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'Tis true, the passion in my mind
Is mixed with soft distress:
But while the Fair I love is kind,
I cannot wish it less.



LOVELY, lasting Peace of Mind,
Genuine wealth of human-kind,
Whither, O! whither art thou fled,
To lay thy meek, contented head?
Ambition searches all his sphere

Of pomp and state to claim thee there:
Insatiate Avarice would find

Thee in his golden heaps enshrined:
The bold Adventurer ploughs his way,
Through rocks, and mid' the foaming sea,
To gain thy love, and then perceives,
Thou wert not in the rocks and waves.
The silent heart, that grief assails,
Treads lonesomely the verdant vales;
Sees daisies open, rivers run,
And seeks (as I have vainly done)
Amusing thought,-but learns to know
That Solitude's the nurse of woe.
Nor real happiness is found,
In trailing purple o'er the ground;
Nor e'en in Science, ranging high
The circuit of the awful sky,
The course of every star to know,
Or nature's varied forms below:
The rest it seeks, in seeking dies,
And doubts at last for knowledge rise.
-Yet, lovely, lasting Peace, appear!
For e'en this thorny world so drear,

Were once again with Eden blest,
Did man but hold thee in his breast.

Thus, as beneath the shades I stood,
I sang my wishes to the wood;
And, lost in musing, not perceived
The branches whisper as they waved.
It seemed as Nature, still at peace,
Confessed the Genius of the place.
I heard his voice:-" Go, rule thy will;
"Bid thy wild passions all be still;
"Know GOD-and bring thy heart to know
"The joys that from religion flow:
"Then gentle Peace shall prove its guest,
"And crown thee with unfading rest.

Oh! by yonder mossy seat,
In my hours of sweet retreat,
Might I thus my soul employ
With sense of gratitude and joy;
Raised, as ancient prophets were,
In heavenly vision, praise, and prayer;
Pleasing all men, hurting none,

Pleased and blest with GOD alone;
-Then, while my garden takes my sight
With all the colours of delight;

While silver waters glide along,

To please my ear, aud court my song;
I'd lift my voice, and tune my string,

And THEE, great SOURCE OF NATURE, sing!

The sun, that walks his airy way,

To light the world, and give the day;
The moon, that shines with placid light;
The stars, that gild the gloomy night;
The seas, that roll their countless waves;
The woods, that spread unnumbered leaves;

The fields, whose ears conceal the grain,

The yellow treasure of the plain;
All, all my ardent eyes could see,
Should be sung, and sung by me:
They speak their Maker as they can,
But want and ask the tongue of man.

Go, mortals! search your idle dreams,
Your busy or your vain extremes,
And find a life of equal bliss:

-It is the next begun in this.


GENTLE air, thou breath of lovers,
Vapour from a secret fire,
Which by thee itself discovers,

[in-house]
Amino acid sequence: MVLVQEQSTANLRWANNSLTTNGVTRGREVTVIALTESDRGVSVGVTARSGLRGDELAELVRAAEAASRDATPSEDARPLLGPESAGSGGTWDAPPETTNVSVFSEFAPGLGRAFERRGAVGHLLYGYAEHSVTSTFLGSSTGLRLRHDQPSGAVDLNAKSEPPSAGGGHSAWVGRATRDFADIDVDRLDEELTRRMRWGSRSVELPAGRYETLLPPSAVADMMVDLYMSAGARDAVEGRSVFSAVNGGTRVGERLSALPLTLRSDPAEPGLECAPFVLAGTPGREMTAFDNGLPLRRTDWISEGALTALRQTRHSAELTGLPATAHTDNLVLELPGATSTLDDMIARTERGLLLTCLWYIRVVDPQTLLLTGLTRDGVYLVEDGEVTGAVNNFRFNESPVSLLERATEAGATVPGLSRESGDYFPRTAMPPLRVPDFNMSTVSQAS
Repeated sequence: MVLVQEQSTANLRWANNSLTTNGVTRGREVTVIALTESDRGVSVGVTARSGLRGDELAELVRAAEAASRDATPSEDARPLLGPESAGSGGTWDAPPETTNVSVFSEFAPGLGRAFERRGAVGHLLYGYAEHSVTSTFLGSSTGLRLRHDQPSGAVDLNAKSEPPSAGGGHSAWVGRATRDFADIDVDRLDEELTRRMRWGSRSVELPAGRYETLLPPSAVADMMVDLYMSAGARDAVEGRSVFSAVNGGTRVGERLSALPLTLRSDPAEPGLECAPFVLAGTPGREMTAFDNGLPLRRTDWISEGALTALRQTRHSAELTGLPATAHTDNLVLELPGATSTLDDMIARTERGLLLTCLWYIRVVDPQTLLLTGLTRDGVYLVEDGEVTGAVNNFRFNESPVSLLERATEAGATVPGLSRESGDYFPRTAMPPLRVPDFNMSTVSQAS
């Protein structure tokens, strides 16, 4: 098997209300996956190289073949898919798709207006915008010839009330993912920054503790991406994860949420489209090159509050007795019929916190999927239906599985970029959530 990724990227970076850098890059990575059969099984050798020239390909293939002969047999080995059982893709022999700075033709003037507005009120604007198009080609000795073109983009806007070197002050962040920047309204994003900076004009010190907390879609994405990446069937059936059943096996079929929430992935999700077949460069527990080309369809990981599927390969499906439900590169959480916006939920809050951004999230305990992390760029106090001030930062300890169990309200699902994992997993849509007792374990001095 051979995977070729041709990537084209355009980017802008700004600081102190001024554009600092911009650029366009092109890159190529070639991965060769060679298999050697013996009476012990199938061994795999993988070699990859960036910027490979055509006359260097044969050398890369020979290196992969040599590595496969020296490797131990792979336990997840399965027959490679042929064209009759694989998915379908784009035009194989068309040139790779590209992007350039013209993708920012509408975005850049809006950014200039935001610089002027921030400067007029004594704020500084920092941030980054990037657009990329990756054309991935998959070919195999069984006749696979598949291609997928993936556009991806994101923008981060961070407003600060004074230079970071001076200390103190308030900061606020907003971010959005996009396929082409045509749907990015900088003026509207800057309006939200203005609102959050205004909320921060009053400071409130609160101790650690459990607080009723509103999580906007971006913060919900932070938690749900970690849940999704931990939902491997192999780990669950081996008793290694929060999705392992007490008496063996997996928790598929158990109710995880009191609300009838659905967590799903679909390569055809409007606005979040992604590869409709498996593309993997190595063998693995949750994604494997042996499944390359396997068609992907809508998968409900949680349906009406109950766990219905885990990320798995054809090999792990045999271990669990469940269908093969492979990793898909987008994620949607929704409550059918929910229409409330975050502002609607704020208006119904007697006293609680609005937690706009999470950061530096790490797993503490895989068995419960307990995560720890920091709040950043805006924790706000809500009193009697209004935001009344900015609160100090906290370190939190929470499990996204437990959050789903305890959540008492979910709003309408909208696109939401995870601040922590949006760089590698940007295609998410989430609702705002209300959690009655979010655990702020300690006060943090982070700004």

Ere yet daring to aspire.

Softest note of whispered anguish,

Harmony's refined part;
Striking, while thou seem'st to languish,
Full upon the listener's heart.

Softest messenger of passion,

Stealing through a crowd of spies,
Who constrain the outward fashion,
Close the lips, and watch the eyes.

Shapeless Sigh! we ne'er can shew thee,
Framed but to assault the ear;
Yet ere to their cost they knew thee,
Every nymph may read thee-here.


ERE the foundations of the world were laid, Ere kindling light th' Almighty word obeyed, Thou wert; and when the subterraneous flame Shall burst its prison, and devour this frame;

From angry heaven when fire avenging flies,
And fervent heat dissolves the melting skies;
Thou still shalt be-still as thou wert before-
And know not change though Time shall be no more.
Yea, as a drop in the wide ocean tossed,

So Time shall in Eternity be lost.

A Fable.

IN those vast, verdant, southern plains,
Where Spring in green perpetual reigns;
Those plains from Andes that descend,
And lengths interminable extend;
A Horse had left the grazing herd,
To wander wildly o'er the sward,
Unconscious that each joy must flee
From solitary liberty.

His fellows roam by hundreds still,
O'er grassy slope, and heathy hill;
While vainly he would pleasure find
In vagrant foot, and steps unkind.
Sudden the sky's with clouds o'ercast,
In threatening gusts arrives the blast.
He snuffs the gale, and starts, and stands:
Just then, unwreathing all its bands
Of hideous coil, a Serpent grew
From out its nest of leaves to view;
And, raising all its horrors, stood,
With tongue of fire, and eyes of blood.

Terror the Horse at once subdues;
Flight and escape he cannot choose;
The foe's too near:-a moment gone,
The dreadful snake has fastened on
His jutting chest:-the poison reigns
That instant in his throbbing veins :

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